Turning over a new leaf: 50 years and counting for Naugatuck farm market

Terry Raimo has recently been selling flowers and plants from a location on Old Firehouse Road in Naugatuck after spending 47 years as a local institution along Rubber Avenue. Steve Bigham Republican-American

By Steve Bigham Republican-American

NAUGATUCK — Terry Raimo first began selling flowers, plants and, for a time, fresh produce and meats in 1972 from a parking lot on Rubber Avenue, a business that eventually grew to become a household name in town. Customers came in droves to buy quality products from a man who always had a smile on his face, a willingness to help others and a kind word for everyone.

Raimo is celebrating his 50th anniversary, now at his current location along Old Firehouse Road, and while Raimo admits there was nothing like his beloved Rubber Avenue location when his business was known as “Terry’s Farm Market” or “Flowers Plus,” he’s happy and grateful to continue to be up and running, somewhat healthier now after bouts with cancer, heart attacks, spinal meningitis and post-polio syndrome.

Raimo says he remains ready and willing to serve a community he says has been supportive since day one.

“My kids tell me I should retire, but if something happens to me, at least I’m going to go out doing something that I love, because I love this; the people, the flowers, the friendships, the community. I love everything about this town,” Raimo said as he sat in his chair, outside and under a tent, surrounded by a variety of flowers in the parking lot of the former Datacom building.

Naugatuck resident Terry Raimo is celebrating 50 years of business in town. Steve Bigham Republican-American

As he spoke, customers would stop in with friends just to say “hi” or to congratulate him after seeing his signs announcing the anniversary.

On a recent Saturday, Raimo held a daylong celebration where he welcomed old friends and new, along with former employees. He said he hired hundreds of them over the years.

“Back in the day, we’d have to hire a police officer on the weekends because there were so many cars,” Raimo said of his business, which, until he closed that location down five years ago, was a part of the Naugatuck landscape.

Naugatuck resident, Marty Lee, a member of the town’s Garden Club, recalls those days and says people couldn’t drive by without stopping in and finding something, whether they planned to or no.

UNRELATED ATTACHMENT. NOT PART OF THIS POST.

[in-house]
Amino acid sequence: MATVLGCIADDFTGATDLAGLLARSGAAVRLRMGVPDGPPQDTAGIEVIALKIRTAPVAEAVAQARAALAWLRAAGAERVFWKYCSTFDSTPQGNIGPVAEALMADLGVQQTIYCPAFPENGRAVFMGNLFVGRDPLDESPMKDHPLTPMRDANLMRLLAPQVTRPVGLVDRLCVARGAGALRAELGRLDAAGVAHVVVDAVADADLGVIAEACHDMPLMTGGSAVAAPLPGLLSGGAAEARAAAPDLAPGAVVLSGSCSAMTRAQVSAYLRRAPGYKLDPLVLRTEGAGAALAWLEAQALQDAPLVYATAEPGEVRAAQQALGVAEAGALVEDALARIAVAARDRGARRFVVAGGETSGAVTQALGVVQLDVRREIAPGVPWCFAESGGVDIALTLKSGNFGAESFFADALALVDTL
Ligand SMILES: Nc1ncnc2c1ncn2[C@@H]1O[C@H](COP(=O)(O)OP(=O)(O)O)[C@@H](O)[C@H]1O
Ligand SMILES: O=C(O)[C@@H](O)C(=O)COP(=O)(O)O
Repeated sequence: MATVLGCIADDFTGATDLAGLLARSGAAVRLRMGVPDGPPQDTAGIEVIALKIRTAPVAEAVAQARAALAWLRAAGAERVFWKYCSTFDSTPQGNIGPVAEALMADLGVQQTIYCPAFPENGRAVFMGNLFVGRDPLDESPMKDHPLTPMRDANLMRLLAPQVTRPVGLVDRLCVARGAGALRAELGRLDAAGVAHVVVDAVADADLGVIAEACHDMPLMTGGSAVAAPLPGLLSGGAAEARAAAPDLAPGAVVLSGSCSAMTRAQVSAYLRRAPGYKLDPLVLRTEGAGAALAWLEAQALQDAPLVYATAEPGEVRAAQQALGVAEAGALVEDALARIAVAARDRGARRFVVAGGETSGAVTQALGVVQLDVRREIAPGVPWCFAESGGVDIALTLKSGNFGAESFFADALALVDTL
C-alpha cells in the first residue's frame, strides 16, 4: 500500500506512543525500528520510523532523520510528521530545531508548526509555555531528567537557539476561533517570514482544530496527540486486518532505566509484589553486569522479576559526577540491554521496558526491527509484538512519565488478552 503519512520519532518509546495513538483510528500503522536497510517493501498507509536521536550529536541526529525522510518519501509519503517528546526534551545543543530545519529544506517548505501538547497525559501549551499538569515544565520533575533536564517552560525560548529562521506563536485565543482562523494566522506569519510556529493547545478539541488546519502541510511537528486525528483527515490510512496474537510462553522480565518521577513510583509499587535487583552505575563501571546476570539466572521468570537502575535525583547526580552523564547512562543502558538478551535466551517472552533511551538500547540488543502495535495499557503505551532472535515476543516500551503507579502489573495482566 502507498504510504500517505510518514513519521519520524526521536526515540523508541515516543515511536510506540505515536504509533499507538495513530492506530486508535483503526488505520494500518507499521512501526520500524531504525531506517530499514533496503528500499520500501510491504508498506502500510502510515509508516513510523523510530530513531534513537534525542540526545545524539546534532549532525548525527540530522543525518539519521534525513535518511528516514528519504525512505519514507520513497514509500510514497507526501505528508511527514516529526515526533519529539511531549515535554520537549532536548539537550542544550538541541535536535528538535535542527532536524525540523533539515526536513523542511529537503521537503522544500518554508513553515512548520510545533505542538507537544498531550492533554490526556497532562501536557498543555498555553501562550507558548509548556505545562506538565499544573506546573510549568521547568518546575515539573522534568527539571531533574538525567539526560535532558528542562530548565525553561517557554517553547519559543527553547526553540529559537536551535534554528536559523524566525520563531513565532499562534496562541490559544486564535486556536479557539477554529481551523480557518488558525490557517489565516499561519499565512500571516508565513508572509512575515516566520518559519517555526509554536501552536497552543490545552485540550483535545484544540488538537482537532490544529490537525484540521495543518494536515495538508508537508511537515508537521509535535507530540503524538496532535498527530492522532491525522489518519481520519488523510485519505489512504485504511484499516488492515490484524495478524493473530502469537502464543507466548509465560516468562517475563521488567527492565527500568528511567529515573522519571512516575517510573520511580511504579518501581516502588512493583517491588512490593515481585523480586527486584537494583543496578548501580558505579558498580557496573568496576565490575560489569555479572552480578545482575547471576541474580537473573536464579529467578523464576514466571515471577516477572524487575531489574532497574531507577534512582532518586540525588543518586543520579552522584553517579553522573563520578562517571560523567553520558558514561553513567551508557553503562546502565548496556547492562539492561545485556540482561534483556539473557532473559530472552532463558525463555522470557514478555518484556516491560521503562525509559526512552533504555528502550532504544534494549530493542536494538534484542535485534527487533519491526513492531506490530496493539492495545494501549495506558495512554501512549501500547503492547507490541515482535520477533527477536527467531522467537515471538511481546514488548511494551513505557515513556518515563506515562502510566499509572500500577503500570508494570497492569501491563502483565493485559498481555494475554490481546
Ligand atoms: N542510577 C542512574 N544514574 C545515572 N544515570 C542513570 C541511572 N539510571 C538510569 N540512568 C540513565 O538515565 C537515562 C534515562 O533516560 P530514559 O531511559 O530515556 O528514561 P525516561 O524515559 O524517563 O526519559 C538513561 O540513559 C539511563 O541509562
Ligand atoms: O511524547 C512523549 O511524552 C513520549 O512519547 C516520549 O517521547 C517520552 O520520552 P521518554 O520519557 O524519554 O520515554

“It was because of him,” she said, pointing to her old friend, who is on dialysis now and, as Lee points out, smokes too much.

But that’s Terry, she says, and Naugatuck has been fortunate to have a local business owner like him all these years.

“Whenever I drive by, I always toot my horn to Terry,” Lee said. “He’s a special person who the people in this town have always enjoyed doing business with.”

Raimo, who was also a sheriff and marshal for 35 years, admits his journey has not been an easy one and he is still unsure how he made it this far, but at 74, he’s still going, not able to walk more than a few steps and his fragile health always an issue, but still there, everyday.

Marty Lee of Naugatuck has been buying flowers from Terry’s since the beginning and says people couldn’t drive by the Rubber Avenue market without stopping in. Steve Bigham Republican-American

Perhaps it’s the work ethic that his parents instilled in him years ago, showing, by their example, the importance of fair pricing, generosity, relationships and honesty. Successful grocers, who owned two supermarkets, as did his uncle, who owned Antonelli’s Market in Waterbury, it was through them that Raimo became a skilled meat cutter in his early years before going to college and later opening several small grocery stores around the state, some more successful than others.

But it was the day he found his spot at 129 Rubber Ave. that changed everything, a place that Raimo still refers to as his “baby.”

“I was born in Waterbury and grew up in Middlebury, but in those days, kids went to high school in Naugatuck,” Raimo recalled. “I would be riding on the bus and look out the window at the spot on Rubber Avenue and think to myself, ‘that’s a great place to start a business.’ And that’s what I did.”

Raimo went out of his way to give credit to the late Rita Grandpre, his girlfriend of many years, for playing such a big role in the business. Her son, Jeff, still helps out.

“I thank the good lord everyday for giving me yesterday and to ask him to help me get through today,” Raimo said.

Terry’s is open every day from 9 a.m. to 6 p.m.